I thought “Dong Da Meng Night Market” is a pretty cool spot for a simple night’s out. At the time of our visit, the night market was not overwhelmed with people; it was spacious and comfortable to walk around in. Like I have mentioned before, with all the proper stalls, sheltered areas and levelled, tiled floor, you will not be getting the authentic Taiwan night market experience here. However, it is just a small price to pay for the accessibility, convenience and overall comfort that you will be enjoying.
While we are not impressed by the food, I would think it was mostly due to us (Constant Companion RR) choosing badly. There are so many food options available, I am sure a handful of them should be good.
Hualien City Night Exploration
After the night market, we strolled back to the city center. Compared to our visit in the morning, there seemed there were a lot more shops opened for business. Aimlessly, we wandered around, just trying to walk off our dinner.
We came across one of the many shops of this well-known local brand selling mochi (which strangely has numbers in their brand name); the number of shops the brand has all over Hualien city is ridiculous. Constant Companion RR said I had to try their mochi so she went in and bought me a single mochi ball with sesame filling. It was rather late in the evening and the shop had already ran out of their more popular handmade mochi ball with peanut filling. I took a bite and thought that it was alright; I would have preferred the one with peanut filling. One thing bad about having anything with sesame filling is that it always leave black spots on my teeth after eating.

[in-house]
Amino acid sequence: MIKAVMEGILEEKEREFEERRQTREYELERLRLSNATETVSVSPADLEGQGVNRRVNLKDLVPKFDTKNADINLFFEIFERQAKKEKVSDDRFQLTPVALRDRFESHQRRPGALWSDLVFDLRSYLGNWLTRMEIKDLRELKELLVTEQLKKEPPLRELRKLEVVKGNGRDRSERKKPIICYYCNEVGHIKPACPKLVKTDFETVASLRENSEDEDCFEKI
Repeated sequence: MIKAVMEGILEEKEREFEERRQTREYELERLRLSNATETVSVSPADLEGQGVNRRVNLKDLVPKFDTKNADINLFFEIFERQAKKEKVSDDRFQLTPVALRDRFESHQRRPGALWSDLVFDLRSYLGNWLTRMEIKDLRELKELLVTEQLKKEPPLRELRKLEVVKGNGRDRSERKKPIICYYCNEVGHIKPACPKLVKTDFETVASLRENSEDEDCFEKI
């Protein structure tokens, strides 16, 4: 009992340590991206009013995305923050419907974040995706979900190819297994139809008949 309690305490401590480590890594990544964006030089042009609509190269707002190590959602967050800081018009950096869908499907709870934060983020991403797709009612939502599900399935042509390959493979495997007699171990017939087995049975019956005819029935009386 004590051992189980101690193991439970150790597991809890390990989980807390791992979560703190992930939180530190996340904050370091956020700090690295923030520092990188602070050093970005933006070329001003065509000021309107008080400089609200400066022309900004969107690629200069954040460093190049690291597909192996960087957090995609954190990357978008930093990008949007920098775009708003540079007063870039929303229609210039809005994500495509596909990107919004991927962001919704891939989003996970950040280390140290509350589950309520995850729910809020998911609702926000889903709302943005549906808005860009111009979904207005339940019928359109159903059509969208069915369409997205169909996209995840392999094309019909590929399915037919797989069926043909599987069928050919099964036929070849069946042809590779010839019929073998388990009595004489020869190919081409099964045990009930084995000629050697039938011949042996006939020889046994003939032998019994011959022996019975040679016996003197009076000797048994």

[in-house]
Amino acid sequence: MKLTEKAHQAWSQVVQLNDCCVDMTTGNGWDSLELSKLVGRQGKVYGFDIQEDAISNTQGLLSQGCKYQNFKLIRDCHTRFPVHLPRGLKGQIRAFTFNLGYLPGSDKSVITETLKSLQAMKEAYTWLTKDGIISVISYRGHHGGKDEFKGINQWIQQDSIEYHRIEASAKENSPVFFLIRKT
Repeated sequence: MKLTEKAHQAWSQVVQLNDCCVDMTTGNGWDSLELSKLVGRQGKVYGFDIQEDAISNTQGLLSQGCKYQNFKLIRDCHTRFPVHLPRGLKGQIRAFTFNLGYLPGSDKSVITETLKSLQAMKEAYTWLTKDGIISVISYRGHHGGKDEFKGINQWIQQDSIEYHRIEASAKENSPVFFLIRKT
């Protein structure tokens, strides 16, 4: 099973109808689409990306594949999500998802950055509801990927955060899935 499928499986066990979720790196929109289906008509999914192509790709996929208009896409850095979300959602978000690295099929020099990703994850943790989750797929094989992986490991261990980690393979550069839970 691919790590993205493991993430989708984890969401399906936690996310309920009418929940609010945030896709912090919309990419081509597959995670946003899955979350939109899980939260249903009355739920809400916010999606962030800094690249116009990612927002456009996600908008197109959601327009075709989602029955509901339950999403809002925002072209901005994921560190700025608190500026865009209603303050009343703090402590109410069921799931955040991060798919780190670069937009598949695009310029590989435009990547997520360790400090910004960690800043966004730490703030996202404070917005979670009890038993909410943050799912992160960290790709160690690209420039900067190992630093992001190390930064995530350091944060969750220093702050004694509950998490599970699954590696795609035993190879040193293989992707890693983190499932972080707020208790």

Shaved Ice with “Wrapped Hearts”
Next, we had shaved ice dessert in this shop in an alleyway. The dessert is also something people recommended us to try in Hualien. There are two shops selling the same thing in that alleyway and they are located side by side. People will always try to duplicate/ imitate whatever is popular and claim that they are the originator. Either that or it could be due to dispute, old family business split up and they start selling the same product in the same area to tap on the same pool of customers. This kind of business rivalry is not uncommon.
While we do not know the backstory behind these two shops, this evening, we picked the inner shop. I felt bad because there was an elderly man tending the outer shop, who quickly stood up when he saw us approaching and bowed multiple times in our direction, beckoning to us. Now, I had to eat my sweet, late night dessert knowing I have disappointed an elderly man.